Hydrocele surrounding a testis

Hydrocele surrounding a testis

Definition:

A hydrocele is a fluid-filled sac surrounding a testicle or testicles that causes swelling in the scrotum. Hydrocele is commonly seen in newborns and usually disappears without treatment during the first year of life. Older boys and adult men can develop a hydrocele due to inflammation or injury within the scrotum. This often produces an enlargement of the scrotum making it difficult to feel the testis. The size of the scrotal sac is often uncomfortable although the presence of the hydrocele causes little, if amy pain. Men usually seek consultation for evaluation of this enlargement which is easily diagnosed by ultrasound.

Pre-operative Preparation:

  1. For any elective surgery you should be in the best of health. It is important to let my office know if you have any other health problems which might necessitate consultation with an internist prior to your surgery.
  2. Avoid aspirin and aspirin products for a week before your surgery.

Hospitalization:

  1. You will normally be operated on as an out-patient at an Ambulatory Surgical Center. The week before surgery you will be asked to report to the Ambulatory Surgical Center at which time a medical history, complete examination and necessary laboratory tests will be performed.
  2. On the day of your surgery, you will be asked to report to the Ambulatory Surgical Center at least one hour before surgery and must be accompanied by someone capable of driving you home. You will not have eaten nor drunk anything since dinner the night before. I will meet with you during the hour prior to surgery to examine you and answer any questions.
  3. Your procedure will take about 45 minutes. The procedure is performed under either a general or a spinal anesthetic, both of which are extremely safe and effective.
  4. You will remain in the recovery room for a minimum of one hour and as long as you need until you feel comfortably alert for travel.

Post-Operative Care

  1. A small amount of bright red blood is to be expected. DO NOT be alarmed if you feel that the amount is excessive–call my office.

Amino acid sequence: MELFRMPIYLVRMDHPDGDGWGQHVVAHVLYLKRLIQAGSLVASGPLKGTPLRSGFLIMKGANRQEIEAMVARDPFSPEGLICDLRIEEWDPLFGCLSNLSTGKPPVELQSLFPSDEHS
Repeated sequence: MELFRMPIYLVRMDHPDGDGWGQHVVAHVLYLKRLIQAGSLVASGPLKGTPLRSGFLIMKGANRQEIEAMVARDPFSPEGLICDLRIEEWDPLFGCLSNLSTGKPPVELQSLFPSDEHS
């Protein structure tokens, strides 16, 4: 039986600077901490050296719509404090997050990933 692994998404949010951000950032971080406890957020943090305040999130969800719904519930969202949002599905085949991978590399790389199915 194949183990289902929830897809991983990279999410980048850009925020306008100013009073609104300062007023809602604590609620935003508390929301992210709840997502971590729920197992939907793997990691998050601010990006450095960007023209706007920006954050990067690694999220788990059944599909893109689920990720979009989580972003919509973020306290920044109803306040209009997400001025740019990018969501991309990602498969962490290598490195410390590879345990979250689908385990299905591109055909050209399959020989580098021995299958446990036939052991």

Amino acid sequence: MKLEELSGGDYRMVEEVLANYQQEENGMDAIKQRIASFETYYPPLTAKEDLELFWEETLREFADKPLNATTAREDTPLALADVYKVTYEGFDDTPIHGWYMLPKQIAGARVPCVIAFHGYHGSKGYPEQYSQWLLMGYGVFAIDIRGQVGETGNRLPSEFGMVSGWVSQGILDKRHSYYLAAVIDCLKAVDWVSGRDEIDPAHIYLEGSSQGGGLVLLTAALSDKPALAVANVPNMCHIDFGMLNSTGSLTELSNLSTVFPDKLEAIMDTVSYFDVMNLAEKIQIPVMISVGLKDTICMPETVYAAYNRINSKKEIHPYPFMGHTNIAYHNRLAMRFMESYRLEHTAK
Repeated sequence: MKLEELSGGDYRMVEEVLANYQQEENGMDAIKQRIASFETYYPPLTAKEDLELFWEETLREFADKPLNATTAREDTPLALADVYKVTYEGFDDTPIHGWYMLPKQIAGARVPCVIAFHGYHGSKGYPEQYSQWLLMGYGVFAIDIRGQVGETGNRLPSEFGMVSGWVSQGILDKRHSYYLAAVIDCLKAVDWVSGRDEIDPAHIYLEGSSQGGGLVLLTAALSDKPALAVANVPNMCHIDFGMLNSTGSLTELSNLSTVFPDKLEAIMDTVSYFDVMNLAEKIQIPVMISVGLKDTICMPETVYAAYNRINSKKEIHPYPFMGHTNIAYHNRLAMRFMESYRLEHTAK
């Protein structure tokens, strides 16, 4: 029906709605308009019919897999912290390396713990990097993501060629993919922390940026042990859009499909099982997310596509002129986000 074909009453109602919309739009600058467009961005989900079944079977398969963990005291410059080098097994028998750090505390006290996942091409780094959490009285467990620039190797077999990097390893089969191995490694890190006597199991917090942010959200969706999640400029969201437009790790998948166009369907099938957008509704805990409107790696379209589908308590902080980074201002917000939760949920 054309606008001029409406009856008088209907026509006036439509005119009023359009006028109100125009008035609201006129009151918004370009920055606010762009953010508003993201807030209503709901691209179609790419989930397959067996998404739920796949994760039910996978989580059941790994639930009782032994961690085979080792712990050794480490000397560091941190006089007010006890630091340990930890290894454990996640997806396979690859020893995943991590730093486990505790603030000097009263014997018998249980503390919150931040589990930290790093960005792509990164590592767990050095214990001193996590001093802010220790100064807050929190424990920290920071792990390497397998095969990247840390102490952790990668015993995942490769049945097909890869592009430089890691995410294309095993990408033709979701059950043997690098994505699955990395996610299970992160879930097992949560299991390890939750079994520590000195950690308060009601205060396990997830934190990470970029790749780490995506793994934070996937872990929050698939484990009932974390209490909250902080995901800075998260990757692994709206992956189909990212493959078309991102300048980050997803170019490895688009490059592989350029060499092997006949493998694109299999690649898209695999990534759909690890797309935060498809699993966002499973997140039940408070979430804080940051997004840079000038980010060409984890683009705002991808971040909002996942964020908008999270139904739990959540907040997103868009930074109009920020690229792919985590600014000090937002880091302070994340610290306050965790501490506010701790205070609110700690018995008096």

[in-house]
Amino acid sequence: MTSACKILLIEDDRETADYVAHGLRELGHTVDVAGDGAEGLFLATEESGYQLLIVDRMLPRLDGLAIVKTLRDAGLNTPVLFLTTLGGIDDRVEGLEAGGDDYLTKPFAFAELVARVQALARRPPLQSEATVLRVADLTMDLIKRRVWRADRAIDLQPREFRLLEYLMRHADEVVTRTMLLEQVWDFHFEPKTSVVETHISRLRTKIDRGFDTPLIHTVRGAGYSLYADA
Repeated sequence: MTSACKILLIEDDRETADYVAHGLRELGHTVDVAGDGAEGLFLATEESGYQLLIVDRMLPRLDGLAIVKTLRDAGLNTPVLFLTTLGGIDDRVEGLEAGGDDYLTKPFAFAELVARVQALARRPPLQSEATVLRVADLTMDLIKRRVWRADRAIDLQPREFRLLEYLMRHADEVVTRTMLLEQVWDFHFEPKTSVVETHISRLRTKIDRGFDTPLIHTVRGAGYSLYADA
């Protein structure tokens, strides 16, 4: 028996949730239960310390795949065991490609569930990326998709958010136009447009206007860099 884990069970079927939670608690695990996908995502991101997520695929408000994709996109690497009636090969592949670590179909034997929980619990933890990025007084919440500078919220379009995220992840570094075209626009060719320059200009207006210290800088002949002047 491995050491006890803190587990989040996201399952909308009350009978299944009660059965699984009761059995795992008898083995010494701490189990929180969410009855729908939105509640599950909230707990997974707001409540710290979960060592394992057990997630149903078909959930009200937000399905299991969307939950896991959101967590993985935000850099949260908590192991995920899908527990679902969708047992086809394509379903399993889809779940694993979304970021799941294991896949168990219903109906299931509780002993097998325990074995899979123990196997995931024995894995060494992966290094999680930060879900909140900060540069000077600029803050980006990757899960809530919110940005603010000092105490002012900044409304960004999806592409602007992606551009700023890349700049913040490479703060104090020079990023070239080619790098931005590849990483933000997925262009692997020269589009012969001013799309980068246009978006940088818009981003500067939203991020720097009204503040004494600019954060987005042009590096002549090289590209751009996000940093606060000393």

2. At the time of discharge from the Ambulatory Surgical Center you will have been given prescriptions for pain medication and, occasionally, antibiotics. When taking pain medication, be careful as you walk or climb stairs. Dizziness is not unusual.
  3. Do not drive the first week after the surgery, but you can ride in a car if someone else is driving.
  4. The scrotal supporter and any gauze stuffing inside may be removed 48 hours after surgery, before you shower. Keep the dressing dry until then. You may shower 48 hours after the surgery. After showering apply an antibiotic ointment (bacitracin or neomycin) to the incision line 2x/day.
  5. Swelling and black and blue are normal. Both will resolve in 3-4 weeks.
  6. If your job involves only desk work and very light activity, you may return 2 or 3 days after the surgery. It is likely that you will have some discomfort for 3-6 weeks after surgery.
  7. No heavy work or sports are allowed for 3 weeks post-operatively.
  8. No sexual intercourse is allowed for 1 week post-operatively.
  9. You will need to wear an athletic supporter (jock strap) for 1 week post-operatively.
  10. You may resume normal activities as you feel up to it.
  11. There are no stitches that need to be removed. All stitches used will usually dissolve with 2 weeks.
  12. Please make an appointment to see me back in follow up in two weeks.

 

If you would like more information please contact:

Bruce R.Gilbert, M.D., Ph.D. at 516-487-2700 or info@BruceGilbertMD.com